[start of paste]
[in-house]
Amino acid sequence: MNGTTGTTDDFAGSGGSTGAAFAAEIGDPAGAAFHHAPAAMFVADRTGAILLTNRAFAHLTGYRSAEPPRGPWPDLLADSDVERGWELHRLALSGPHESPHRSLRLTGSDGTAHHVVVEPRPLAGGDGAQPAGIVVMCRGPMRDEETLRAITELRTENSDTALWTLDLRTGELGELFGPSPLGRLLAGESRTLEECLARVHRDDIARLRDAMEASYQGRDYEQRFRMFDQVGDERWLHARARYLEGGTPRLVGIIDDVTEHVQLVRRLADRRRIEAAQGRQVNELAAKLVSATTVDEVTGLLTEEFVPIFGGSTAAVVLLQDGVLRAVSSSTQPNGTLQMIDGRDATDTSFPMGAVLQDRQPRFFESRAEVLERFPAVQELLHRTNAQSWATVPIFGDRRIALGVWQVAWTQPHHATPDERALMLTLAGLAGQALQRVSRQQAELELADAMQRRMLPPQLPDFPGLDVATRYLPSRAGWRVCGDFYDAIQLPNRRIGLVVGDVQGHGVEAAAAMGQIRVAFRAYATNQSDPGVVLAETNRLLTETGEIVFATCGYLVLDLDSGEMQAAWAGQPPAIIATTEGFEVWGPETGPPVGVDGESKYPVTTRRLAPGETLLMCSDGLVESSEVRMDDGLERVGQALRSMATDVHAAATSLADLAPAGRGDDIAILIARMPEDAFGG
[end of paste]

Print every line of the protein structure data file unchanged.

[in-house]
Amino acid sequence: MNGTTGTTDDFAGSGGSTGAAFAAEIGDPAGAAFHHAPAAMFVADRTGAILLTNRAFAHLTGYRSAEPPRGPWPDLLADSDVERGWELHRLALSGPHESPHRSLRLTGSDGTAHHVVVEPRPLAGGDGAQPAGIVVMCRGPMRDEETLRAITELRTENSDTALWTLDLRTGELGELFGPSPLGRLLAGESRTLEECLARVHRDDIARLRDAMEASYQGRDYEQRFRMFDQVGDERWLHARARYLEGGTPRLVGIIDDVTEHVQLVRRLADRRRIEAAQGRQVNELAAKLVSATTVDEVTGLLTEEFVPIFGGSTAAVVLLQDGVLRAVSSSTQPNGTLQMIDGRDATDTSFPMGAVLQDRQPRFFESRAEVLERFPAVQELLHRTNAQSWATVPIFGDRRIALGVWQVAWTQPHHATPDERALMLTLAGLAGQALQRVSRQQAELELADAMQRRMLPPQLPDFPGLDVATRYLPSRAGWRVCGDFYDAIQLPNRRIGLVVGDVQGHGVEAAAAMGQIRVAFRAYATNQSDPGVVLAETNRLLTETGEIVFATCGYLVLDLDSGEMQAAWAGQPPAIIATTEGFEVWGPETGPPVGVDGESKYPVTTRRLAPGETLLMCSDGLVESSEVRMDDGLERVGQALRSMATDVHAAATSLADLAPAGRGDDIAILIARMPEDAFGG